No Place Like MySpace
In less than two years, MySpace.com has morphed from unadvertised haven for young bards to share their musical talents to a youth-oriented social networking phenomenon with upwards of 32 million registered hipster members. The insight into the young mind has never been so accessible.
|MySpace: The Online Hangout Destination of Choice|
Editor’s Note: Internet social networks make the Web a smaller, more manageable world for users. Youngsters, especially, are embracing the far-reaching arms of these networks as they arise. Will the success or insight provided by social networks like MySpace.com influence your e-business practices? Tell us about it at WebProWorld.
News Corp.’s Rupert Murdoch was quick to notice. After lambasting the traditional media’s reluctance to embrace online content, the media mogul led a $580 million News Corp. buyout of MySpace.com from parent company Intermix Media last July.
Though News Corp. vowed not to make any changes to this beloved online hangout, the move drew tremendous criticism not only from MySpace.com members, who feared corporate influence and monetization, but even from former Intermix CEO Brad Greenspan. Greenspan rallied a group of investors to offer Intermix $13.50 per share for MySpace, $1.50 per share more than News Corp.’s offer. The offer was rejected.
Tom Anderson created MySpace.com in late 2003 to offer up a place for aspiring musicians and bands to share their music and concert locations. By the end of summer 2005, 32 million socially networked users, most of whom are under 22, were logging in at an average of twice a week, with a peer network consisting of an average of 68 friends. MySpace.com is the fourth most visited domain on the Internet, trailing only Yahoo!, MSN, and eBay.
MySpace’s Dani Dudeck tells WebProNews that up to 130,000 new members join the site every day, totaling 3 million new members per month. Offering advertisers 9.5 billion page views in June, the site recently helped launch music album world premieres from bands like Nine Inch Nails, Weezer, Audioslave, and Black Eyed Peas. The Nine Inch Nails release alone resulted in a half million user streams in one week.
You can see why MySpace.com has garnered some attention. A new world has evolved providing nearly limitless insight into the motivations of one of the most profitable consumer groups as well as pulse reading for the future of online and tech trends.
MySpace.com has replaced the shopping mall, the CD store, the local Subway, as a hangout. The current generation of young people are turning to computer screens, cell phones, instant messaging, and online social networking for support and sharing common interests. In fact, it is reflective of a culture that doesn’t trust big media, big business, or authority. The youngsters throwing themselves into this online culture, simply put, trust each other.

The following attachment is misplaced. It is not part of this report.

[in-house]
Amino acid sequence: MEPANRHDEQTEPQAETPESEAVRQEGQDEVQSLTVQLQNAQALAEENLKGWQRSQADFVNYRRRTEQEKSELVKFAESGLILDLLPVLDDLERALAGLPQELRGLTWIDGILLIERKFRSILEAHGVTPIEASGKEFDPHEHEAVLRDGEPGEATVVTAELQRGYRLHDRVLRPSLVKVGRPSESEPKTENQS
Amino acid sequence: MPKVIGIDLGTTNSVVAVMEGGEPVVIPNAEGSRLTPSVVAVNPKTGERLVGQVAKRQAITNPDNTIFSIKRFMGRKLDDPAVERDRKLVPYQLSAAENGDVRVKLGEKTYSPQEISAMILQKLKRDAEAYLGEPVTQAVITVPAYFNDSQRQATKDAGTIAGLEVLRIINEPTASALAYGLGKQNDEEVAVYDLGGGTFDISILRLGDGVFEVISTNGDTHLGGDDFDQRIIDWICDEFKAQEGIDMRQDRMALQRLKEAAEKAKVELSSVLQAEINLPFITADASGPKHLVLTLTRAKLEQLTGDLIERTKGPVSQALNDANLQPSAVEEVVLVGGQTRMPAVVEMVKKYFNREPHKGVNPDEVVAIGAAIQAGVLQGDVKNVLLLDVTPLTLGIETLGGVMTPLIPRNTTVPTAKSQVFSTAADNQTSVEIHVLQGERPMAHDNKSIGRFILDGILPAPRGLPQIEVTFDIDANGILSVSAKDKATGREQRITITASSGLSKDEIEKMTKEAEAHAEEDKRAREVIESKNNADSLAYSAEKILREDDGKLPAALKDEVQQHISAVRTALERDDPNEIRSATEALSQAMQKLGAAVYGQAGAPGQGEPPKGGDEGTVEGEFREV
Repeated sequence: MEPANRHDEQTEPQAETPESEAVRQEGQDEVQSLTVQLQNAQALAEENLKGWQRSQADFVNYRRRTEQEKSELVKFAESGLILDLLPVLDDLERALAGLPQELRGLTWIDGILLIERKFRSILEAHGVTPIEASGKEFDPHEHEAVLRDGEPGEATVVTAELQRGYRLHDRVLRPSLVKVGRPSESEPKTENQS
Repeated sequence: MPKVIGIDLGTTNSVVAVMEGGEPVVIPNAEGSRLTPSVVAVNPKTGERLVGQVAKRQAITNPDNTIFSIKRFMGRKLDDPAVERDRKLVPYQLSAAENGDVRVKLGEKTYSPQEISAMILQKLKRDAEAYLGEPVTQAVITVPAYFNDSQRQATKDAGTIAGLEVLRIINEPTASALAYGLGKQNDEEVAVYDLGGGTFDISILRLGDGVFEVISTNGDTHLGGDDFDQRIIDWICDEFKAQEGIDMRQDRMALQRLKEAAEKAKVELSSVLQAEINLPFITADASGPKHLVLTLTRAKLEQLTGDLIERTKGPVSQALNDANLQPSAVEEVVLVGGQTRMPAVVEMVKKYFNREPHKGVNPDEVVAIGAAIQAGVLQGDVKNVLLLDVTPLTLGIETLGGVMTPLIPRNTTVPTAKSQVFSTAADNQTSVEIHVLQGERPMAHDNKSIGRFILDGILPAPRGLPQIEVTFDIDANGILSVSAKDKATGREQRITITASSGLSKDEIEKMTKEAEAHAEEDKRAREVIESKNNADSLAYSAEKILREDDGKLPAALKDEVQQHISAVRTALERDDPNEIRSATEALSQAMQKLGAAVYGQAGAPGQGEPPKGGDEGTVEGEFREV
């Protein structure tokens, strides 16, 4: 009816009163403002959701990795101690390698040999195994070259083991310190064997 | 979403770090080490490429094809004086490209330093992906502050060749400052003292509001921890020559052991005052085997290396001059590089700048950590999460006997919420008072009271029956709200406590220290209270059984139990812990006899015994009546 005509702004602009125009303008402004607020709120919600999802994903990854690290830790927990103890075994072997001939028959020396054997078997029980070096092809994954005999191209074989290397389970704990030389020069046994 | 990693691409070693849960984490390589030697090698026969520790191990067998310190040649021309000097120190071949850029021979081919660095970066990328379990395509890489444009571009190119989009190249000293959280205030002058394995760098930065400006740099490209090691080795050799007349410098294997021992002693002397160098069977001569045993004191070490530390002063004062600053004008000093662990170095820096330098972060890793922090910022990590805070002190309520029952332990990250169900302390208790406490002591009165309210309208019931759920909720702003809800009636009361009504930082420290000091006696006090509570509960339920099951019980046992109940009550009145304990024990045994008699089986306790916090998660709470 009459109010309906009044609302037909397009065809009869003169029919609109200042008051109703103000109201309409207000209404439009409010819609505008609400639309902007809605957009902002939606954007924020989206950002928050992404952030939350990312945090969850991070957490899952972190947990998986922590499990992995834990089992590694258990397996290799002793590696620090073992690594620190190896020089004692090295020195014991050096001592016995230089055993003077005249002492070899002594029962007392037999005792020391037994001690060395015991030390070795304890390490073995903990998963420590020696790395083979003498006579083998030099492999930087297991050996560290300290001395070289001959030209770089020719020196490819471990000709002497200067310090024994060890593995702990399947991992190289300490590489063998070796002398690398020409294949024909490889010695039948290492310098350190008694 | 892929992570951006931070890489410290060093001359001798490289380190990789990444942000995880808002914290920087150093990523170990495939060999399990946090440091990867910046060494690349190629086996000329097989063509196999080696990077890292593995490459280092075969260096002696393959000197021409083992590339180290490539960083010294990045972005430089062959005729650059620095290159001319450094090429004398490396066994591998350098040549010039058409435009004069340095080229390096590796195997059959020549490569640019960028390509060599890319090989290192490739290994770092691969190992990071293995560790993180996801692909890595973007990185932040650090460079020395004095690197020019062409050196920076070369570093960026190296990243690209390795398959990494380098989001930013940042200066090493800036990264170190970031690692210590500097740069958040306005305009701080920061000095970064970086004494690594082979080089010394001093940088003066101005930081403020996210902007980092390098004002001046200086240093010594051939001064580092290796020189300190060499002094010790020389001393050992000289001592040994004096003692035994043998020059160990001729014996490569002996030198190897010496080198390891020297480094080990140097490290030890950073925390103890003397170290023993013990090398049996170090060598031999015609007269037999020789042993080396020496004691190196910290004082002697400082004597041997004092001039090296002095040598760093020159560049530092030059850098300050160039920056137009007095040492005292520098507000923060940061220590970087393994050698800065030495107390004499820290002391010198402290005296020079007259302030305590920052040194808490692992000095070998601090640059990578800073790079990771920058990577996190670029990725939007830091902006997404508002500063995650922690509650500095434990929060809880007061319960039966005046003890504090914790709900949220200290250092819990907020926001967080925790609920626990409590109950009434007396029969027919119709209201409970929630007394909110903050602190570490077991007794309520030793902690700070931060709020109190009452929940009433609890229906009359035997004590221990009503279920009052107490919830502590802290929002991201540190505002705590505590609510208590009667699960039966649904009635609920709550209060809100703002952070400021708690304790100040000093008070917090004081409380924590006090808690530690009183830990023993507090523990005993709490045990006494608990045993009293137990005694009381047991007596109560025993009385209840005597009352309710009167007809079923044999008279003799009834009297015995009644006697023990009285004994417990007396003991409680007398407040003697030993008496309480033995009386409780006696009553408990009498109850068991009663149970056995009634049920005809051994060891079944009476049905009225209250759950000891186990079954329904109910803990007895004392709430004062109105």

The website has gotten even more attention recently due to the tragic murder of 17-year-old Taylor Behl. Behl, who regularly blogged about her life at her MySpace.com personal website, disappeared during her first week of college. Her community of online friends have wished her (spirit) and her family well in a string of comments after her last entry announcing her move to Richmond, Virginia, to begin college life.
While MySpace and sites like it are common knowledge to the world’s youth, today’s adults are as clueless about these realms as our parents were about Twisted Sister and Hammer pants. Even E-business pros are surprised at what the youth are telling them.
After last week’s Web 2.0 conference, a few bloggers have noted that one of the more interesting sessions involved a small panel of teens assembled for questioning to better understand “What Teens Want.”
The crowd was surprised to find out that while teens typically won’t pay for music, they will pay up to $50 per month for ringtones. This is consistent with information from a Guardian article reporting that teens spend about that much in the UK.
Teens are checking multiple news sources for information (a supposed reflection of an inherent distrust of sources), and are equally as vigilant when it comes to comparison shopping, often checking several sites before making a purchase decision.
These same teens may also be indicative of future trends. When asked about how they’d go about searching for CD player information, the blogger consensus on the matter is that these teens answered with blank faces.
“They looked at him in silent puzzlement, as if to say, why would we buy a CD player?'” recounts Jeffrey McManus. And this could be their way of saying that CD’s are going the way of the 8-track.
And then there’s a new tech-etiquette evolving. Did you know it was rude to phone a friend with something so mundane as a question about homework? It’s more socially acceptable to shoot an instant message-at least according to this telling list of teen tech-trends.
MySpace.com, and social networking sites like it that pop up, should be of extreme interest to e-marketers as they not only deliver the motivations and preferences of a hot demographic, but also serve as key indicators of growing trends, and future behaviors of whole consumer groups.